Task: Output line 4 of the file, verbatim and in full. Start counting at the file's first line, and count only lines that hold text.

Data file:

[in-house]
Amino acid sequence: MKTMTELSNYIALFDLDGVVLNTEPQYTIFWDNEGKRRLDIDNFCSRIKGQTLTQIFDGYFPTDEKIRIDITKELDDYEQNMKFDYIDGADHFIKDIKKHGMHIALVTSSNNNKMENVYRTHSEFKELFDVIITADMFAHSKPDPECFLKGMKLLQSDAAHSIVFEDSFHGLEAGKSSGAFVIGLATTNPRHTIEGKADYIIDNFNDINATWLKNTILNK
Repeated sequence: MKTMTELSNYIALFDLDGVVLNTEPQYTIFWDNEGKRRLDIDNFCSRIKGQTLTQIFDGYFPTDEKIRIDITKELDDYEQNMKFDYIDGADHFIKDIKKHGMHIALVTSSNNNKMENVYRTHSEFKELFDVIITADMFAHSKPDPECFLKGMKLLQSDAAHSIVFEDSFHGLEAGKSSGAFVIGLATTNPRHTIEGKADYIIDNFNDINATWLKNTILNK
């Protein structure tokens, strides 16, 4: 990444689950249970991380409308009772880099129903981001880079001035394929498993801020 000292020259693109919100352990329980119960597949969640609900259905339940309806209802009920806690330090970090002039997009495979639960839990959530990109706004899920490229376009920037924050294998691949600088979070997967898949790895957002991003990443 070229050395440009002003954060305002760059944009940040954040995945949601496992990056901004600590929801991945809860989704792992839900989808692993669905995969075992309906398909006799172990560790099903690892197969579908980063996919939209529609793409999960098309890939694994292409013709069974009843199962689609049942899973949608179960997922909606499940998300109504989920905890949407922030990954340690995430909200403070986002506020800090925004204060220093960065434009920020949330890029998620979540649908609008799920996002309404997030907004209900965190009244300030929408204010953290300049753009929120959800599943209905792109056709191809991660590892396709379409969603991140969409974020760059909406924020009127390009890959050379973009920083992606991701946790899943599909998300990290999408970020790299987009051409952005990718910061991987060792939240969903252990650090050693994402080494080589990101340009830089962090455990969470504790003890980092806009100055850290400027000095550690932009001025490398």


């Protein structure tokens, strides 16, 4: 990444689950249970991380409308009772880099129903981001880079001035394929498993801020 000292020259693109919100352990329980119960597949969640609900259905339940309806209802009920806690330090970090002039997009495979639960839990959530990109706004899920490229376009920037924050294998691949600088979070997967898949790895957002991003990443 070229050395440009002003954060305002760059944009940040954040995945949601496992990056901004600590929801991945809860989704792992839900989808692993669905995969075992309906398909006799172990560790099903690892197969579908980063996919939209529609793409999960098309890939694994292409013709069974009843199962689609049942899973949608179960997922909606499940998300109504989920905890949407922030990954340690995430909200403070986002506020800090925004204060220093960065434009920020949330890029998620979540649908609008799920996002309404997030907004209900965190009244300030929408204010953290300049753009929120959800599943209905792109056709191809991660590892396709379409969603991140969409974020760059909406924020009127390009890959050379973009920083992606991701946790899943599909998300990290999408970020790299987009051409952005990718910061991987060792939240969903252990650090050693994402080494080589990101340009830089962090455990969470504790003890980092806009100055850290400027000095550690932009001025490398």